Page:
That speech led to an immediate personal attack from Rangappa that Haley bowed to racism by dropping her real name: “Right. Is that why you went from going by Nimrata to ‘Nikki’?” Rangappa asked.
In addition, South Asians for Biden attacked Haley and tweeted, “If America isn’t racist, why did Nimarata Haley feel compelled to change her name to ‘Nikki’? Maybe just the Republican Party is?” The group added “#PhonyNikki.” (The tweet was later withdrawn with an apology over its “tone”).
The problem is that Haley birth name is Nimrata Nikki Randhawa. She is not the first politician to use her middle name like Alexander Boris de Pfeffel Johnson, who goes by Boris. Then there is Willard Mitt Romney. Was Romney denying his roots by going with Mitt? Yet when a minority member uses her middle name, it is somehow evidence that she is a racist tool.
What is telling is that, rather than address the underlying argument on systemic racism in our society, analysts like Rangappa prefer to attack Haley personally and suggest that she is some type of shill for racism. Why? Rangappa teaches at Yale and in academia such ad hominem attacks are viewed as the very antithesis of reasoned debate. Likewise, in journalism, such attacks were once viewed as anathema, particularly when they are based on false assumptions.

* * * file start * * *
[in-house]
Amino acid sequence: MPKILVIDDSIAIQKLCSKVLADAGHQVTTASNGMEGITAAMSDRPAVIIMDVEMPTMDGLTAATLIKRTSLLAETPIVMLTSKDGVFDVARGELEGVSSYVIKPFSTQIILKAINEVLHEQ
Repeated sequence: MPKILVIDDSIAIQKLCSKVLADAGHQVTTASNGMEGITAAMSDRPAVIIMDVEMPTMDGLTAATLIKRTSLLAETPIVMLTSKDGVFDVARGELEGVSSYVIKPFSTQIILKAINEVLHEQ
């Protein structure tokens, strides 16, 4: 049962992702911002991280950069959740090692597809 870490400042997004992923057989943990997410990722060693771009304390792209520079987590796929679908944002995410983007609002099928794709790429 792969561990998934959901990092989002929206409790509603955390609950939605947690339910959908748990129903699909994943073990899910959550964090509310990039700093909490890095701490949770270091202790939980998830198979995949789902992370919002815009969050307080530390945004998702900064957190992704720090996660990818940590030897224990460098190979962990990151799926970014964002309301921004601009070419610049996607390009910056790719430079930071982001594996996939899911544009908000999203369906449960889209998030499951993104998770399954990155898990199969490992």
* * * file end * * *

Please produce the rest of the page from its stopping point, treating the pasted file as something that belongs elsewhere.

There is much in these conventions to debate. In truth, I have never liked political conventions and view them all as virtually contentless. Nevertheless, there have been parts of the RNC that I have criticized, including the appearance last night of Secretary of State Mike Pompeo in a departure from past traditions of keeping such cabinet members out of political convention roles. Once again, such important lines of separation were obliterated by the Trump Administration, including the possible violation of the Hatch Act. The incorporation the naturalization ceremony also raises concerns over the use of such governmental functions for political purposes. I also found reformed former felon John Ponder’s remarks to be powerful, but I agree with critics that the incorporation of a pardon signing into the events at a political convention to be wrong. I have also previously criticized the use of the White House for the political convention, including for the First Lady’s speech (which I also thought was a good speech).
Those are issue worthy of debate and people of good faith can disagree on the merits. That is a lot more productive than attacking an 18-year-old kid because he had the audacity to criticize the media and support President Trump. There is, of course, a troubling entitlement evident in these stories. It is the entitlement enjoyed by media figures who feel total license to personally attack anyone who challenges their narrative or supports Trump. It is not just permitted but popular. This is why Merriam-Webster defines “entitlement” as the “belief that one is deserving of or entitled to certain privileges.”